On Terrence Ross’ Poor Summer League Performance

Terrence Ross was the lone disappointing Raptor at the Las Vegas Summer League.

It would be difficult to call the Toronto Raptors’ performance at this year’s Las Vegas Summer League anything other than a positive development. Jonas Valanciunas was making believers out of those on hand and Dwight Buycks was the breakout point guard of the event. The Fresh Quince, meanwhile, showed the potential to be more than just an end-of-the-bench grinder, showing off an improved jumper in mechanical terms and scoring 14 points per game on 50% shooting.

There was one Raptor roster player, however, who was unimpressive. And if you hadn’t figured it out by process of elimination, it was Terrence Ross.

In the 2012 tournament, Ross was fresh off being selected eighth overall by the Raptors. The anticipation was pretty high given his lofty draft position, the team’s need for another wing player and the fact that he played at Washington, meaning many fans on the East hadn’t gotten an extended look at him. He averaged 14.4 points a game but on just 37% shooting, going just 6-for-24 from long range.

It was somewhat unexciting but not really disappointing given his rookie stature.

Fast forward to this year’s tournament, with Ross coming off a rookie season where he showed some potential but was mostly unimpressive. He averaged just 6.4 points in 17 minutes a game, shooting 41% overall and just 33% on triples. Sure, three-point shots develop later for a lot of players, but this potential three-and-D wing didn’t show that either part of that classification was NBA-ready yet.

He’s probably entering camp as the back-up shooting guard, and small forward has too many options to envision him playing there much. So with some offseason time to work on his shot and, hopefully, his handle, Ross likely came to Vegas looking to impress and let the team know he deserved more than DeMar DeRozan’s scraps.

Instead, with the exception of the first half of the July 18 game against Denver, he was painfully unaggressive. Against players he should be better than (and in most cases, more athletic than), Ross seemed content to float around on offense and wait for a mid range jumper to present itself. He averaged 12.6 points on 42% shooting, again struggling with the three-point shot (3-for-13). Perhaps most disappointing, he went 8-for-9 from the line in his first six minutes of said Denver game but took just nine free throw attempts in the rest of his 117 minutes combined.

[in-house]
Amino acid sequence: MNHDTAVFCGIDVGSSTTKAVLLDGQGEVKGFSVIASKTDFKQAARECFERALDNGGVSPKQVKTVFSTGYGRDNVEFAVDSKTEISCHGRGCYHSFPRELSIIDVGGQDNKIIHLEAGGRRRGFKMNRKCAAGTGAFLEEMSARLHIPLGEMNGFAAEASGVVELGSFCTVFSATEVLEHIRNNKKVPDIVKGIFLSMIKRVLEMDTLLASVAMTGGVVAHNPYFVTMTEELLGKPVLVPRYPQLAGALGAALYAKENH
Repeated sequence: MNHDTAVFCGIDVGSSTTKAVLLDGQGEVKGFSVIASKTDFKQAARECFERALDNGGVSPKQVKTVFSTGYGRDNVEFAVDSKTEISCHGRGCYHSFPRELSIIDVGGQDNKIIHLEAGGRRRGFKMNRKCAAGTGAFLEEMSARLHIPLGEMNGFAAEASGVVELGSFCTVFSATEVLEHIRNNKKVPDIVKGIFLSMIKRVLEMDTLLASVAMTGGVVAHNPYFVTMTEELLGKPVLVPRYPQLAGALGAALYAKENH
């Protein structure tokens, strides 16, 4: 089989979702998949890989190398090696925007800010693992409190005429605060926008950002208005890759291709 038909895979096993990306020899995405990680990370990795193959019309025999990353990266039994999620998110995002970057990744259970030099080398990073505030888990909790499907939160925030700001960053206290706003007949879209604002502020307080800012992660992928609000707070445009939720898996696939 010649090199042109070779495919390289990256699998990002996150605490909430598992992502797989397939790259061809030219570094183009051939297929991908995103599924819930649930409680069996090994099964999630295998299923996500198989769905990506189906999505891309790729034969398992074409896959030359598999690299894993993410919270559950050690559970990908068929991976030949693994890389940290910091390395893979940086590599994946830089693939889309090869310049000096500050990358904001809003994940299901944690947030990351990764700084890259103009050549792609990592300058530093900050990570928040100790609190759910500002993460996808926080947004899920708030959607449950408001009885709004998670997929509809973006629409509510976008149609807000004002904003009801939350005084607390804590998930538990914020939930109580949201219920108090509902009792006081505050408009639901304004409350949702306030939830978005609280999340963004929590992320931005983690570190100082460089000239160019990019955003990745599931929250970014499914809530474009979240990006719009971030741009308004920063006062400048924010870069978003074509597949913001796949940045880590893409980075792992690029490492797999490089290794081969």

He also turned the ball over 3.4 times a game and tended to play more of a free safety role on defense than locking anyone down. This makes the highlight reel and piles up the steals, perfect for getting noticed but not necessarily appropriate in the confines of a defensive scheme.

Last season, Ross was pretty mediocre in isolation (0.68 points per possession) and as a spot-up shooter (0.91), really only making hay in transition (1.35). With the expectation that said spot-up attempts would look better, the jumper lacked confidence. Some of that is the fact that he was keyed in on, fine, but then why the lack of aggression putting the ball on the floor. Ross just didn’t look like a guy who was out there to prove a point or send a message. He looked content to play second fiddle to a couple of teammates and a cast of also-rans, failing to recognize that he could have taken over at any time.

I warned before Summer League started that failure in Vegas was more worrisome than success was encouraging. Counterexamples have been brought to my attention and I even changed my tune on getting excited (Jonas!). But this looked bad. It really looked like a guy who is unsure of his own skill set and not ready to assert himself on an NBA floor. He also showed a lack of recognition, of his own game and the tournament environment. Once again:

5:46 v Denver: 1/1 FG, 8/9FT, 3 Rb, 2 TO
Other 117 minutes: 21/51 FG, 8/9 FT, 21 Rb, 14 TO

It’s disappointing. I like Ross and think he could eventually be that kind of three-and-D asset he was touted as. But in his current incarnation, it’s difficult to make a case for him getting minutes beyond whatever DeRozan can’t handle – DeRozan, by the way, has played the sixth most minutes in the NBA over the past three years. Hope you enjoy shooting drills, T-Flight.